Great article and one that makes you think. Mark you are right on point with your comment and concerns. Every pregnancy is different so their will never be straight across recommendations. My wife is on her 5th month of pregnancy and simply can't do crossfit right now. Energy and joint laxity issues as a result. I have had a instructor's "group exercise teaching kickboxing" water break during class and she wanted to finish teaching! She didn't by the way. But what I think is very important is that we capture the data and outcomes when we get the chance.


wrote …

I am a Crossfit Coach from crossfitLondonuk, I am also a qualified pre/post natal trainer. One thing I can say classroom learning on pregnancy doesn't prepare you for crossfit!!

I am 41 weeks pregnant with my first child and trained all the way up to 40 weeks. This was a perfect time to find out the effects of crossfit on pregnancy. I had been training crossfit for 2 years before the pregnancy.

This has been a journey for me as I had no idea how my body would react to training and pregnancy, my answer to this was to log and blog all my thoughts, WOD's and bump progress as I went.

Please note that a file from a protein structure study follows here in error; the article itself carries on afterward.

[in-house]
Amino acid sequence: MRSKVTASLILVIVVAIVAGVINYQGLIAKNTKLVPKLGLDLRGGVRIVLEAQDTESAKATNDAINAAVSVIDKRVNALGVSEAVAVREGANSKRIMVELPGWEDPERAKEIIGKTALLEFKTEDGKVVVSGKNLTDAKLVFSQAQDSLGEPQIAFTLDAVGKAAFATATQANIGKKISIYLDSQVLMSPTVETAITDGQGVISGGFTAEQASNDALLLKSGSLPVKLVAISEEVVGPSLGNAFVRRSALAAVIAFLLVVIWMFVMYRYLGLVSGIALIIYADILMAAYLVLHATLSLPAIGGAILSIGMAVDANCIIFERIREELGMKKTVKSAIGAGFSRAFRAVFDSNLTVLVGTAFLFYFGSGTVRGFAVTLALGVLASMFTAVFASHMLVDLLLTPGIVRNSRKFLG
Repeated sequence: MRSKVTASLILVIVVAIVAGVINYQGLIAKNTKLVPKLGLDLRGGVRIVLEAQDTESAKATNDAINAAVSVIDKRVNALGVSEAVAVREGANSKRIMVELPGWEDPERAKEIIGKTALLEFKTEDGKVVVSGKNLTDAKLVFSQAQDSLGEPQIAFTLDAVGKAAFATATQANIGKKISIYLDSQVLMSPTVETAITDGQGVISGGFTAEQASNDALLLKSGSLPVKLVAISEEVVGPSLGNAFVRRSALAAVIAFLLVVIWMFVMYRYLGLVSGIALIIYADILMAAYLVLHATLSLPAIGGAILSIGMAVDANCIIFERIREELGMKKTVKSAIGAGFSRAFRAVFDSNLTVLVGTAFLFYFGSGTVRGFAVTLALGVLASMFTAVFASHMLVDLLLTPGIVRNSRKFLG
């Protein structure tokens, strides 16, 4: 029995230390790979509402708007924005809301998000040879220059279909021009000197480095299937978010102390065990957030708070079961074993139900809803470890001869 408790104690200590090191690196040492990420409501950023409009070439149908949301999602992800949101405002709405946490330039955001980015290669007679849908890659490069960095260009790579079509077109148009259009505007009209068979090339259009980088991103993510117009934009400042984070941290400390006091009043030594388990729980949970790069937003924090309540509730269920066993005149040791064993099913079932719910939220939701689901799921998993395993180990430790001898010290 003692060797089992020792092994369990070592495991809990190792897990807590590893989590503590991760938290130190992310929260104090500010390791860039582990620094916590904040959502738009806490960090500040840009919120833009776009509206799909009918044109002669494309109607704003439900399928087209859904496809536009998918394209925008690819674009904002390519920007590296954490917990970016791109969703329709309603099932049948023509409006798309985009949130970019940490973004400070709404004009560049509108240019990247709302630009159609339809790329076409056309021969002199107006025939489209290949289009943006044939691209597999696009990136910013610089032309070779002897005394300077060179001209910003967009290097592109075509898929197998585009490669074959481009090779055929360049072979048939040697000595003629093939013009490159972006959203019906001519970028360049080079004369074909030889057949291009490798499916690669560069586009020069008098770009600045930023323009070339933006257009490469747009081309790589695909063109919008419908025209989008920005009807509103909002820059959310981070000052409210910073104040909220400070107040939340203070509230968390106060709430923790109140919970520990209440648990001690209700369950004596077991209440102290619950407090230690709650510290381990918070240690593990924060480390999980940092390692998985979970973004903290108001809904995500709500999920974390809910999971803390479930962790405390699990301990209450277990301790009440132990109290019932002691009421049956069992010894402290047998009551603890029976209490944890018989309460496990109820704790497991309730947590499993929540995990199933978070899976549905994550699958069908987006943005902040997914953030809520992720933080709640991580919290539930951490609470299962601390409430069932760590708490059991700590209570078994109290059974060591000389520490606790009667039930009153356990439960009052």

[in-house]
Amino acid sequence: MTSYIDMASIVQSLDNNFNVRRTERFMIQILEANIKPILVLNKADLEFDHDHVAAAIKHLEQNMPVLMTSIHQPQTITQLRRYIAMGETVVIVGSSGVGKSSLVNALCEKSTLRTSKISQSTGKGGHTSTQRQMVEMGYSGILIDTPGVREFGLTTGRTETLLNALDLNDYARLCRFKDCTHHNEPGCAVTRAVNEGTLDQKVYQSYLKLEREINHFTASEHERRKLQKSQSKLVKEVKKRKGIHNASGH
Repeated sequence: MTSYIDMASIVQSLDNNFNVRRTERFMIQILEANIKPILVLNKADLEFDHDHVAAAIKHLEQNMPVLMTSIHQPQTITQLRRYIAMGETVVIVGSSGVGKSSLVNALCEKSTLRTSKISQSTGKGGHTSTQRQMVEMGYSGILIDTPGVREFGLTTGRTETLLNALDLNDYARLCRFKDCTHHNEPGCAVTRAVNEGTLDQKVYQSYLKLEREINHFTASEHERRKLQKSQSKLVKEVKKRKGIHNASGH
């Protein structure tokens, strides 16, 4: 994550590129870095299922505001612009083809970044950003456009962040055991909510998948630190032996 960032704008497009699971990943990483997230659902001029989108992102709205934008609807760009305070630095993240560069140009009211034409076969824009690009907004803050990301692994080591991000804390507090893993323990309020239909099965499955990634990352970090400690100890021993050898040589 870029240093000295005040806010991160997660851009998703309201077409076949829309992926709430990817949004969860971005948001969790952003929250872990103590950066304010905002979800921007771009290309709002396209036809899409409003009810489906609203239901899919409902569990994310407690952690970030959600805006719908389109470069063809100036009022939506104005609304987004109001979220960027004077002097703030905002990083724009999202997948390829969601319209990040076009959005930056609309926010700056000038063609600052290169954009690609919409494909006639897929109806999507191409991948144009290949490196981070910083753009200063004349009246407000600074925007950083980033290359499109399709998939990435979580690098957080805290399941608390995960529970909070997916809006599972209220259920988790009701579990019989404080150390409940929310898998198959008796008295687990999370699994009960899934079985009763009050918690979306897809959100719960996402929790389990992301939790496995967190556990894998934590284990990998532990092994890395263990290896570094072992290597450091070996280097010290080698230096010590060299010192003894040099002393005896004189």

This has been a great time for me as I have been able to surprise myself by how far I can push myself and what the pregnant body is capable of.

Although each case is individual I think my investigations how shown that pregnancy does not by any means mean you have to stop what you love doing.

For anyone interested my site is

My baby is still hanging on in my tummy and I have made a decision to relax training in the last week or so. I will however be right back after birth investigating post-natal training.


Dane Thomas wrote …

I'd like to thank all of the women who make the choice to challenge the accepted guidelines and to record their results. May fortune smile upon you and yours, and may the rest of us learn from your successes.

Our kids are teenagers now, but I still remember putting my heartrate monitor on my wife so that we knew when to take breaks while we were playing racquetball. She had no problems with joint laxity and in both cases was able to remain active right up until delivery, which came 2 weeks ahead of schedule each time.